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Coby Fleener Stayed in the Game After a Scary Hit to the Head

The NFL has seen at least two other similar incidents in the past month

Baltimore Ravens v New Orleans Saints Photo by Wesley Hitt/Getty Images

Saints tight end Coby Fleener suffered a scary helmet-to-helmet hit in the fourth quarter against the Los Angeles Rams on Sunday, but in what appears to be a breach of the NFL’s concussion protocol, he remained in the game.

Fleener was speared by Rams defensive back Blake Countess on a second-and-10 pass over the middle. Countess was flagged on the play for hitting a defenseless receiver, but Fleener did not stay down and timeout was not called. He remained in the game, and he even garnered a target from quarterback Drew Brees, which he dropped. He later left the game and was diagnosed with a concussion, according to the CBS broadcast.

The NFL concussion protocol, which was implemented in 2009 and adjusted in the years after, requires players suspected of suffering a concussion to be immediately removed from the game for evaluation on the sideline. A player can only return to the game after being cleared by both a team doctor and an independent neurological consultant. Training staff on both sidelines and a league “spotter” in the booth look for players exhibiting signs of a head injury on the field, and referees can stop the game to send potentially concussed players to be evaluated. Despite suffering a hit that earned a 15-yard penalty, Fleener was not immediately checked for a concussion.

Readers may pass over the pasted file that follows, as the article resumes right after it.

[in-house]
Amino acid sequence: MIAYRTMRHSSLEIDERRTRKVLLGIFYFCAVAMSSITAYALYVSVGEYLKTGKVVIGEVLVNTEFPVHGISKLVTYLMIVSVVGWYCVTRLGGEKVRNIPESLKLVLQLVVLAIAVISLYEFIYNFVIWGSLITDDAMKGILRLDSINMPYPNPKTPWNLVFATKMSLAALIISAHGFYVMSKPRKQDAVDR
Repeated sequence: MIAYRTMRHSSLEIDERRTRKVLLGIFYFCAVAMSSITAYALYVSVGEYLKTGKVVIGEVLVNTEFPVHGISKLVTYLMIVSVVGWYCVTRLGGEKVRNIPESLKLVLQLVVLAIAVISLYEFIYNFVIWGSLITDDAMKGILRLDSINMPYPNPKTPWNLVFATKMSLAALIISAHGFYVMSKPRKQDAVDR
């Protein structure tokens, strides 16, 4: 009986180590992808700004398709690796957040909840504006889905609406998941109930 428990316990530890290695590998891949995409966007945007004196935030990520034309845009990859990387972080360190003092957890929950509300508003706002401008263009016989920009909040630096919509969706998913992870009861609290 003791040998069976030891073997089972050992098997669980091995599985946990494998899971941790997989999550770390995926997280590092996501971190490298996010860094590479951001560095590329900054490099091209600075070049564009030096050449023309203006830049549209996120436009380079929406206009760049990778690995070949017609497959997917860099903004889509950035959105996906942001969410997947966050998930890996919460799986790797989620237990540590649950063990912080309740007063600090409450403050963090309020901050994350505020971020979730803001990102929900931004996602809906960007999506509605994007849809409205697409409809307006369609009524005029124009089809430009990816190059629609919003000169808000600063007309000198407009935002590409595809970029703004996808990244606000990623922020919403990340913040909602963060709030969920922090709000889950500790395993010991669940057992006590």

The NFL concussion protocol has been scrutinized this month. The Seahawks reportedly violated it in Week 10 when quarterback Russell Wilson was sent to be evaluated after a hit to the head against the Arizona Cardinals but reentered the game before anyone could check him. Wilson was not concussed. The same week, Colts quarterback Jacoby Brissett remained in a game against the Steelers after a hit to the head from Pittsburgh defensive end Stephon Tuitt. Brissett passed the concussion evaluation on the sideline, but exhibited symptoms after the game and entered the protocol. The Colts were on a bye last week, but Brissett cleared the concussion protocol this week and started Sunday against the Titans.

The league announced an investigation into the Wilson incident but has not said whether it will take action against the Colts. The NFL can fine teams $150,000 or take away draft picks for their first violation of the concussion protocol.

Players who suffer a second hit to their head while still healing from a concussion can experience second-impact syndrome, which can lead to potentially fatal brain bleeding.

Fleener has been diagnosed with at least one concussion, which he suffered in 2013 while playing for the Colts. Last month, Fleener joined the athlete advisory board of a company developing technology to diagnose brain injuries on the sideline better.